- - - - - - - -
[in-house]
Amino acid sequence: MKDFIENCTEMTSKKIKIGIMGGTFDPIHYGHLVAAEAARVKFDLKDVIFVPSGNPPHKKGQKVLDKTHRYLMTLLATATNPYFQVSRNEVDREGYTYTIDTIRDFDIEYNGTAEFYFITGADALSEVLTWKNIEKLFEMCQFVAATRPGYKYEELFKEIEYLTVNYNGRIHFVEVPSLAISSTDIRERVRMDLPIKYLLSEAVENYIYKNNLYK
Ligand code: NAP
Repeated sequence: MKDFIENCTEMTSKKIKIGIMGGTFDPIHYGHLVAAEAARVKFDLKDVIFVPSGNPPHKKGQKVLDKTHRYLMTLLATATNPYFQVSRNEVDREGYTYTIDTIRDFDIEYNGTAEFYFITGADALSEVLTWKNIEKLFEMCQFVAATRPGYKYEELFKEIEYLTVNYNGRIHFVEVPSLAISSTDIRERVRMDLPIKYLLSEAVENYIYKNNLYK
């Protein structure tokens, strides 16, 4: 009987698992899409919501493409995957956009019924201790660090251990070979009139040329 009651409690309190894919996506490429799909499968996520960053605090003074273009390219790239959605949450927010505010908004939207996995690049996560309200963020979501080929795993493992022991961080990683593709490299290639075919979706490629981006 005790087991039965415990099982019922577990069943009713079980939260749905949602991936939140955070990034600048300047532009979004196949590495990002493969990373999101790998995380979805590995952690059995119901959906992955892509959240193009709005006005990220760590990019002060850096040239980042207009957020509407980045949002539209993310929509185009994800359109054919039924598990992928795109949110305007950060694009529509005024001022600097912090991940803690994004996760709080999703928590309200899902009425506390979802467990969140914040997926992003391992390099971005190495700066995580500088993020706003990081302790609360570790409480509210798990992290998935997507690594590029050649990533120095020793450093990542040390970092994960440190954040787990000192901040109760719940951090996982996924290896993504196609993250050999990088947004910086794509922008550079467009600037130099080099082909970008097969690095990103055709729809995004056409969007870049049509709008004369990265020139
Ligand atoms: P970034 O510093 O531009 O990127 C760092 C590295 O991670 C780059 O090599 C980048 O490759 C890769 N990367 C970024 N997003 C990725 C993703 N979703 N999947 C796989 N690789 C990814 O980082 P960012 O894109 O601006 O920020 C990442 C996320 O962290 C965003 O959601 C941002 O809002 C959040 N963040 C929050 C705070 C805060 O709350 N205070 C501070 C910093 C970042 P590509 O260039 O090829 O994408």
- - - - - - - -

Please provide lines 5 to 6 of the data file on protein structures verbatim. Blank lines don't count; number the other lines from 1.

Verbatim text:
């Protein structure tokens, strides 16, 4: 009987698992899409919501493409995957956009019924201790660090251990070979009139040329 009651409690309190894919996506490429799909499968996520960053605090003074273009390219790239959605949450927010505010908004939207996995690049996560309200963020979501080929795993493992022991961080990683593709490299290639075919979706490629981006 005790087991039965415990099982019922577990069943009713079980939260749905949602991936939140955070990034600048300047532009979004196949590495990002493969990373999101790998995380979805590995952690059995119901959906992955892509959240193009709005006005990220760590990019002060850096040239980042207009957020509407980045949002539209993310929509185009994800359109054919039924598990992928795109949110305007950060694009529509005024001022600097912090991940803690994004996760709080999703928590309200899902009425506390979802467990969140914040997926992003391992390099971005190495700066995580500088993020706003990081302790609360570790409480509210798990992290998935997507690594590029050649990533120095020793450093990542040390970092994960440190954040787990000192901040109760719940951090996982996924290896993504196609993250050999990088947004910086794509922008550079467009600037130099080099082909970008097969690095990103055709729809995004056409969007870049049509709008004369990265020139
Ligand atoms: P970034 O510093 O531009 O990127 C760092 C590295 O991670 C780059 O090599 C980048 O490759 C890769 N990367 C970024 N997003 C990725 C993703 N979703 N999947 C796989 N690789 C990814 O980082 P960012 O894109 O601006 O920020 C990442 C996320 O962290 C965003 O959601 C941002 O809002 C959040 N963040 C929050 C705070 C805060 O709350 N205070 C501070 C910093 C970042 P590509 O260039 O090829 O994408």